MagnetoSpeed Chronograph

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posted on June 7, 2017
magneto-3.jpg
Here at NRA, we’re fortunate to have a dedicated test range and Oehler chronograph. If we need to cart a portable chrony to the field, we do it the same as everyone else: Set-up the screens; deal with a wobbly tripod; hope the light is adequate and try not to shoot a screen.

The folks at MagnetoSpeed (MS) in Austin, TX, have built a better mousetrap. As shown above, there are no screens, tripods or even light required because the unit is measuring magnetic pulses rather than shadows with optical sensors.

Thanks to an intuitive design, there’s not much of a learning curve with the MS chronograph. The display has been logically programmed to list high and low velocities, mean, extreme spread and deviation values. The battery-powered display runs for 30-100 hours depending on use of the backlight. The archived results can be reviewed on the display or transported to a laptop with the included microSD card. After a review of the one-page quick-start guide, we were able to toggle between easy-to understand screens that automatically “wake-up” when the retractable data cable is inserted.

MagnetoSpeed Chronograph
At 30K frames per second, the image is blurred, but illustrates the unique concept of a chronograph designed around magnetic sensors.

This technology requires identifying the bullet type and density. MS makes this easy by using plain-English descriptions such as the default setting of “Copper+Lead (.223 - .458 CAL.)” or “.22/Shot/Slug (lead or thin copper plating).” We tested the MS concurrently with our Oehler Model 36 chronograph and found the results to be very close. The MS consistently clocked the .223 cal. 77-grain Sierra boattail at an average 24.3 FPS faster, which makes sense since the measurements are taken at the muzzle instead of 15 feet down range as with the Oehler’s screens.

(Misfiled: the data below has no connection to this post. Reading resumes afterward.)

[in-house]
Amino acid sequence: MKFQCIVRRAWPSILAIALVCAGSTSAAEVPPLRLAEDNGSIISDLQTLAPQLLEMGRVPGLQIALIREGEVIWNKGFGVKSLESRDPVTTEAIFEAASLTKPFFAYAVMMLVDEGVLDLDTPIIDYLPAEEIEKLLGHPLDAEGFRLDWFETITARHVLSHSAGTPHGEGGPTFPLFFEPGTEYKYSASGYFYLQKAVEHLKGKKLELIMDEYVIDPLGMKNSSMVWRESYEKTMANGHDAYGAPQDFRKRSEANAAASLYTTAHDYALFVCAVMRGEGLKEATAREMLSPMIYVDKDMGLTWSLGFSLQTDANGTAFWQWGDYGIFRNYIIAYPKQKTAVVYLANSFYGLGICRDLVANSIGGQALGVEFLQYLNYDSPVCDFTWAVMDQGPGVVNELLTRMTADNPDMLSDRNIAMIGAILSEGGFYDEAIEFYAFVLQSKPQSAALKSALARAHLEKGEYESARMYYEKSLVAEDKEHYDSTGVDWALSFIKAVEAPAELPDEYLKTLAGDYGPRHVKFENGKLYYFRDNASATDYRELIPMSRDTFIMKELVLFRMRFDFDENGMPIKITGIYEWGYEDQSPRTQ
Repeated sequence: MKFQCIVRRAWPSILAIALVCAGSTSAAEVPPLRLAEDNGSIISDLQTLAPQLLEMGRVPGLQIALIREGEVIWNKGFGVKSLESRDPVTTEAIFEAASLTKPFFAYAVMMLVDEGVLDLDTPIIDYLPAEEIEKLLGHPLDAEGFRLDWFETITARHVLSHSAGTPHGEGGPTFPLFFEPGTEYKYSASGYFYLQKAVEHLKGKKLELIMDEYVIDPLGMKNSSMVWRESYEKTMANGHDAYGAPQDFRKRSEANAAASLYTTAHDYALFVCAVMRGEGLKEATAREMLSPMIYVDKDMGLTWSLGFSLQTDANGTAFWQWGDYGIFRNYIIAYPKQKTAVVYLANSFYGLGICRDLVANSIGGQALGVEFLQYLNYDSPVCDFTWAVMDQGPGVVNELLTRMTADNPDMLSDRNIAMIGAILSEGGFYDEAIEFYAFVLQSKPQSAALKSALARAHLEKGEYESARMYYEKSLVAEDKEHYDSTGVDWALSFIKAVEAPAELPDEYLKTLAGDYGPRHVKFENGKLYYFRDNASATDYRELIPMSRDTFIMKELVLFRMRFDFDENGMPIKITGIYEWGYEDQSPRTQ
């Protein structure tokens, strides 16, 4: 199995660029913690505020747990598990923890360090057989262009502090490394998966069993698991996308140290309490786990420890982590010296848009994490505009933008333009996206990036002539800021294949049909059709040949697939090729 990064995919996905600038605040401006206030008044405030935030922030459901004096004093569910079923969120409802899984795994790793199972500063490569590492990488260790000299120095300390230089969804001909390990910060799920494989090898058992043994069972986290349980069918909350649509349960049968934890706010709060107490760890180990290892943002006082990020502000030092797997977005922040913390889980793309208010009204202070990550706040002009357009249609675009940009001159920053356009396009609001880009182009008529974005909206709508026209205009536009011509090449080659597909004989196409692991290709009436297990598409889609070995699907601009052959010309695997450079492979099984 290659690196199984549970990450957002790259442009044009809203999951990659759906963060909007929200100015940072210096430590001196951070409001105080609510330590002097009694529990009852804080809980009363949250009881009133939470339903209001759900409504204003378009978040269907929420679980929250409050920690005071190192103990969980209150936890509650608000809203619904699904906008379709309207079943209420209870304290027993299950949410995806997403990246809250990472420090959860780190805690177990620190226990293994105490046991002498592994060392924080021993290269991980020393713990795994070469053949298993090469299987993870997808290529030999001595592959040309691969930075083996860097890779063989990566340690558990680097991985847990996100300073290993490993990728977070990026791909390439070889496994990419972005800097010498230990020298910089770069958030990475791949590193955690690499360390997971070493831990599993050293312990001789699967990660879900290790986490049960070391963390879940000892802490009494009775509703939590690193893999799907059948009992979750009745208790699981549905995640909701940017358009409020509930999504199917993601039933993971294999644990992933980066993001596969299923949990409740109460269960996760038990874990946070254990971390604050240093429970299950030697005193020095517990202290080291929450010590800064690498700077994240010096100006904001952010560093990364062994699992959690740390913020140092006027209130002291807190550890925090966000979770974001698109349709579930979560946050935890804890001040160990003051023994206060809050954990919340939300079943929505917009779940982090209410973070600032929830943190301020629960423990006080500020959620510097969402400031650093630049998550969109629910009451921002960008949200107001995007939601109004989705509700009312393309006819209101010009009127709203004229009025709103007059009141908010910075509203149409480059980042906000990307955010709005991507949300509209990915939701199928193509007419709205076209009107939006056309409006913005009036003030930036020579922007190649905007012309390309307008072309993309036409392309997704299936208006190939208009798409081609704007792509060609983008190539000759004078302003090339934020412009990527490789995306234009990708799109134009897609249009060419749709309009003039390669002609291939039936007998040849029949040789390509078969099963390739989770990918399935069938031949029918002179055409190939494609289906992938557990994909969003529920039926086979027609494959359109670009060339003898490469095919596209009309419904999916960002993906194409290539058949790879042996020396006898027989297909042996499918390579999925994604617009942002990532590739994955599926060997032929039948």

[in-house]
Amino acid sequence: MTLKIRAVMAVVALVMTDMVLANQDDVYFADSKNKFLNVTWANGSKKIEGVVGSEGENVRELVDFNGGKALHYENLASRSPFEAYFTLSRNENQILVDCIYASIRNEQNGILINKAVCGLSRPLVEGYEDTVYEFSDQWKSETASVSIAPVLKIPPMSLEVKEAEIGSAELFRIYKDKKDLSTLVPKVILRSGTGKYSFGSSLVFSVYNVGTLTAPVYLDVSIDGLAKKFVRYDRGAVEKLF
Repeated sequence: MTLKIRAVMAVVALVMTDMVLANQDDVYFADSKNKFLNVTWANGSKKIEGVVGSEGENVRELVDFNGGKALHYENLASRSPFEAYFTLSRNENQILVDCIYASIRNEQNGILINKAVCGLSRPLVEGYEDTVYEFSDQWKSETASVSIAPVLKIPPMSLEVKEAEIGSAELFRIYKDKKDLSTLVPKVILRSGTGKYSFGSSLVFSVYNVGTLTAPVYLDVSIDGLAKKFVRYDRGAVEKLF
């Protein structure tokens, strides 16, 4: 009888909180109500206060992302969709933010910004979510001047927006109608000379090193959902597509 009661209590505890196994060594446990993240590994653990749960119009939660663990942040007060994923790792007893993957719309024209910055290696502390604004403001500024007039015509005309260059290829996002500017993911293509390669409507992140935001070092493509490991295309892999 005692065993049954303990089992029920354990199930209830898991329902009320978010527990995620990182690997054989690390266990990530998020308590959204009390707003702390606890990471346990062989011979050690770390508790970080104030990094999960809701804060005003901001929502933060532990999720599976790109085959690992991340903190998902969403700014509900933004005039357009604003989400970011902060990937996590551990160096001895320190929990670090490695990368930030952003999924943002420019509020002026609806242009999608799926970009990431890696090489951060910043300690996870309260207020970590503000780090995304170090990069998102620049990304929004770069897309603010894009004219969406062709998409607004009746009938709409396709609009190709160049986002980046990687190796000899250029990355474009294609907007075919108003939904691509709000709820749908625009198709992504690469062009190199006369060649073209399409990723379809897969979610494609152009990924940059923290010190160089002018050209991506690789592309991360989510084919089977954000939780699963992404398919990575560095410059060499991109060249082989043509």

MagnetoSpeed Display
The left side of the display shows individual shots and the right side shows statistics.

The current configuration won’t work with a bow or semi-auto pistols that tip the barrel each cycle. Otherwise, our V2 model ($360) worked flawlessly. The newer V3 model includes an improved, smaller display, updatable firmware, a rapid-fire mode and enhanced operation for air guns and shotguns, for an MSRP of $380 through MidwayUSA and others. V3 components are backwardly compatible with V1 and V2 models, and all units come with a 2-year warranty. Units purchased directly from the manufacturer also carry a 30-day money-back guarantee. Additionally, the company offers a $180 Sporter model (small, simple display) with an option for a Picatinny rail adapter. For more information, go to: www.magnetospeed.com.

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